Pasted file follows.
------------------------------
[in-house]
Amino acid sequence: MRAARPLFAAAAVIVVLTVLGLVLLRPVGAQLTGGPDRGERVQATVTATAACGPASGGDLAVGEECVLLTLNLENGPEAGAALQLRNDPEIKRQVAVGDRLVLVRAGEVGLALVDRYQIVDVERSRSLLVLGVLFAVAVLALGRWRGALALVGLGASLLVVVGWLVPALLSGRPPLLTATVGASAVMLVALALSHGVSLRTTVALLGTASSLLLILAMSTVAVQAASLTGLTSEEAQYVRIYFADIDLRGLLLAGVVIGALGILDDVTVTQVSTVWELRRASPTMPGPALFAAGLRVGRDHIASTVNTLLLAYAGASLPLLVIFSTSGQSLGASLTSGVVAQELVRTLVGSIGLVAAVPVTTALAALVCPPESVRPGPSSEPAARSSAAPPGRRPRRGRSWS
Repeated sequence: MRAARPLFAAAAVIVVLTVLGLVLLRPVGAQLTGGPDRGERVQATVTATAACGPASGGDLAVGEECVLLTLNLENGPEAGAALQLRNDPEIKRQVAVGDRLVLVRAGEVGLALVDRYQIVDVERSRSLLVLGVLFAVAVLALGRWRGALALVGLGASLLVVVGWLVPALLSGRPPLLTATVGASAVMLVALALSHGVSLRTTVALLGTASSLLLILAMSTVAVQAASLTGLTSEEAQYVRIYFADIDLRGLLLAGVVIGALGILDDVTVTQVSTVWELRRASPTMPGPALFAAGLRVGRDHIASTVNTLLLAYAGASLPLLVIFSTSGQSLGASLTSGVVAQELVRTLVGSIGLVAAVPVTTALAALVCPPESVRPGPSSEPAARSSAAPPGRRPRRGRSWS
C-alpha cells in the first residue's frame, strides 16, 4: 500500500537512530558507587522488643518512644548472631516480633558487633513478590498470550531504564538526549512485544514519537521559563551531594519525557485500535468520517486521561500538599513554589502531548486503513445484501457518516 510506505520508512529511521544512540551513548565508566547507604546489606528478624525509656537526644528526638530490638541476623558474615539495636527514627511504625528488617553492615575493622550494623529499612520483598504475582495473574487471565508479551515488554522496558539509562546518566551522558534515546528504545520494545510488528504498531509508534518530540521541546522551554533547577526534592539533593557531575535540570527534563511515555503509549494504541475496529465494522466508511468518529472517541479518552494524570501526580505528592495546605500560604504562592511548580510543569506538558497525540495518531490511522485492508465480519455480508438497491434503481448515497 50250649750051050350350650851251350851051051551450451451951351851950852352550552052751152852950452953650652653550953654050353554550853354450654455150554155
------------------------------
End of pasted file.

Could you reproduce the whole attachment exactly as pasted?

[in-house]
Amino acid sequence: MRAARPLFAAAAVIVVLTVLGLVLLRPVGAQLTGGPDRGERVQATVTATAACGPASGGDLAVGEECVLLTLNLENGPEAGAALQLRNDPEIKRQVAVGDRLVLVRAGEVGLALVDRYQIVDVERSRSLLVLGVLFAVAVLALGRWRGALALVGLGASLLVVVGWLVPALLSGRPPLLTATVGASAVMLVALALSHGVSLRTTVALLGTASSLLLILAMSTVAVQAASLTGLTSEEAQYVRIYFADIDLRGLLLAGVVIGALGILDDVTVTQVSTVWELRRASPTMPGPALFAAGLRVGRDHIASTVNTLLLAYAGASLPLLVIFSTSGQSLGASLTSGVVAQELVRTLVGSIGLVAAVPVTTALAALVCPPESVRPGPSSEPAARSSAAPPGRRPRRGRSWS
Repeated sequence: MRAARPLFAAAAVIVVLTVLGLVLLRPVGAQLTGGPDRGERVQATVTATAACGPASGGDLAVGEECVLLTLNLENGPEAGAALQLRNDPEIKRQVAVGDRLVLVRAGEVGLALVDRYQIVDVERSRSLLVLGVLFAVAVLALGRWRGALALVGLGASLLVVVGWLVPALLSGRPPLLTATVGASAVMLVALALSHGVSLRTTVALLGTASSLLLILAMSTVAVQAASLTGLTSEEAQYVRIYFADIDLRGLLLAGVVIGALGILDDVTVTQVSTVWELRRASPTMPGPALFAAGLRVGRDHIASTVNTLLLAYAGASLPLLVIFSTSGQSLGASLTSGVVAQELVRTLVGSIGLVAAVPVTTALAALVCPPESVRPGPSSEPAARSSAAPPGRRPRRGRSWS
C-alpha cells in the first residue's frame, strides 16, 4: 500500500537512530558507587522488643518512644548472631516480633558487633513478590498470550531504564538526549512485544514519537521559563551531594519525557485500535468520517486521561500538599513554589502531548486503513445484501457518516 510506505520508512529511521544512540551513548565508566547507604546489606528478624525509656537526644528526638530490638541476623558474615539495636527514627511504625528488617553492615575493622550494623529499612520483598504475582495473574487471565508479551515488554522496558539509562546518566551522558534515546528504545520494545510488528504498531509508534518530540521541546522551554533547577526534592539533593557531575535540570527534563511515555503509549494504541475496529465494522466508511468518529472517541479518552494524570501526580505528592495546605500560604504562592511548580510543569506538558497525540495518531490511522485492508465480519455480508438497491434503481448515497 50250649750051050350350650851251350851051051551450451451951351851950852352550552052751152852950452953650652653550953654050353554550853354450654455150554155